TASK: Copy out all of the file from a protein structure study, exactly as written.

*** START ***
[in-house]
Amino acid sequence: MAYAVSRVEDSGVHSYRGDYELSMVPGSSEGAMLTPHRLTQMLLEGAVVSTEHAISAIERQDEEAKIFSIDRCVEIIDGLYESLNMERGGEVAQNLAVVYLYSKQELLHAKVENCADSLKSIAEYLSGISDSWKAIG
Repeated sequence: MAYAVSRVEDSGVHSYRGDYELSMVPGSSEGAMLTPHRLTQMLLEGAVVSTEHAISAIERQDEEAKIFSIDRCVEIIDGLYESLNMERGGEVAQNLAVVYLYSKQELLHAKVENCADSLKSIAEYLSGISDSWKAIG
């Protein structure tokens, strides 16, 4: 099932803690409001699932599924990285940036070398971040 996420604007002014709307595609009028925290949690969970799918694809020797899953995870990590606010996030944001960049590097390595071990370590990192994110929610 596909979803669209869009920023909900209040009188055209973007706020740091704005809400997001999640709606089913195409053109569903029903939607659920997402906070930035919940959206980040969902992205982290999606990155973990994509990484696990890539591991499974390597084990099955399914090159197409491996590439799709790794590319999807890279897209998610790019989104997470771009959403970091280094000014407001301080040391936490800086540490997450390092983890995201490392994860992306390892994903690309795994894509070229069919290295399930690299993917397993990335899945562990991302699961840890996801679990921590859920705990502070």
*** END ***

[in-house]
Amino acid sequence: MAYAVSRVEDSGVHSYRGDYELSMVPGSSEGAMLTPHRLTQMLLEGAVVSTEHAISAIERQDEEAKIFSIDRCVEIIDGLYESLNMERGGEVAQNLAVVYLYSKQELLHAKVENCADSLKSIAEYLSGISDSWKAIG
Repeated sequence: MAYAVSRVEDSGVHSYRGDYELSMVPGSSEGAMLTPHRLTQMLLEGAVVSTEHAISAIERQDEEAKIFSIDRCVEIIDGLYESLNMERGGEVAQNLAVVYLYSKQELLHAKVENCADSLKSIAEYLSGISDSWKAIG
């Protein structure tokens, strides 16, 4: 099932803690409001699932599924990285940036070398971040 996420604007002014709307595609009028925290949690969970799918694809020797899953995870990590606010996030944001960049590097390595071990370590990192994110929610 596909979803669209869009920023909900209040009188055209973007706020740091704005809400997001999640709606089913195409053109569903029903939607659920997402906070930035919940959206980040969902992205982290999606990155973990994509990484696990890539591991499974390597084990099955399914090159197409491996590439799709790794590319999807890279897209998610790019989104997470771009959403970091280094000014407001301080040391936490800086540490997450390092983890995201490392994860992306390892994903690309795994894509070229069919290295399930690299993917397993990335899945562990991302699961840890996801679990921590859920705990502070």